Pond Care: Algae Identification Pond Care: Algae Identification

Pond care algae are harmless single-cell organisms that can help maintain your pond's ecosystem, provided that their population is kept in check. In order to keep the algae in your pond from overpopulating, read the following information about different algae types, how to identify them, and how they can affect your pond.

Identifying Algae by Color

There are literally thousands of algae species that can be found in ponds and other bodies of water. However, the most common kinds of algae are classified as either black or blue/green. Black algae are hard to eliminate because of their tough shells and their long roots that can deeply penetrate pond surfaces. Meanwhile, blue/green algae are quite common and easy to remove. In fact, you can get rid of the overpopulation of blue/green algae manually by brushing the areas where they grow.

You may also find yellow algae which tends to have an orange or gold color. They generally do not darken the pond and can be easily eliminated with potassium tetraborate.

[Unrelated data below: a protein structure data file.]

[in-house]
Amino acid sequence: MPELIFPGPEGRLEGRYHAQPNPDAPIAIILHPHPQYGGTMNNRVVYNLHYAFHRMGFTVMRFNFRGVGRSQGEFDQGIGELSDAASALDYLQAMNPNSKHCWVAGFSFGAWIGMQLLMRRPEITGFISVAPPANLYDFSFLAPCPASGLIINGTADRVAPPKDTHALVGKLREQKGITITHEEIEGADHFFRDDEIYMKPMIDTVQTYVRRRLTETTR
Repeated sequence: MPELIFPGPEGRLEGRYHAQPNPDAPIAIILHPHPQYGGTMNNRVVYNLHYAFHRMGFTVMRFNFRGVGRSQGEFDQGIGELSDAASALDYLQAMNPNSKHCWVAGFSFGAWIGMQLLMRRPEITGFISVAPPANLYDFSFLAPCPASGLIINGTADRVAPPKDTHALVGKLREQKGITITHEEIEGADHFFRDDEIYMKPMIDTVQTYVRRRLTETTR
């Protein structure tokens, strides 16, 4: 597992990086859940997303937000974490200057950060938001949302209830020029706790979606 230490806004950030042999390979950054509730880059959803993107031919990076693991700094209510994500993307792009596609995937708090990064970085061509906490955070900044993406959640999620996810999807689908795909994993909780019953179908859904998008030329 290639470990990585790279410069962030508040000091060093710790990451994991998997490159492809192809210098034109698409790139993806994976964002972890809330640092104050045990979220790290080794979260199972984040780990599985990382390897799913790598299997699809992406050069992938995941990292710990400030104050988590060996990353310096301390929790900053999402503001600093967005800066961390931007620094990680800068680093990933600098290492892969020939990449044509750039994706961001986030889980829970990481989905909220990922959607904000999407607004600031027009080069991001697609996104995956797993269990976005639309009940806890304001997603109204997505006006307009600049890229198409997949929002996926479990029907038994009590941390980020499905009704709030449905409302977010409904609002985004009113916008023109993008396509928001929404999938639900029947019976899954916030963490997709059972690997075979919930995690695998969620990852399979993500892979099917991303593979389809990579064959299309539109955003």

Identifying Algae by Shape
The shape of microscopic algae can be determined only under a microscope. There are only two basic shapes of algae, which is elliptical and filamentous.  If you see algae that have a more or less short elliptical shape, you are looking at planktonic algae.  If you have observed that the water in your pond turned into something that resembles pea soup in color, then you are dealing with a planktonic algae infestation. On the other hand, filamentous algae have long string-like hairs. If you find green string-like mats on the bottom of your pond, you need to remove them immediately because a filamentous algae bloom can harm plant and fish life in your pond.

Identifying Algae by Structure
Typically, pond algae are suspended on the water. But there are some types that are referred to as attached-erect algae. These algae are submerged and they have structures that look like functional stems and leaves, that’s why many people mistake them for actual plants. Attached-erect algae have a crumbly structure. If uncontrolled, they can become a problem for the fish in the pond. Should you discover them in your pond, be sure to remove them manually as soon as you spot them.

 

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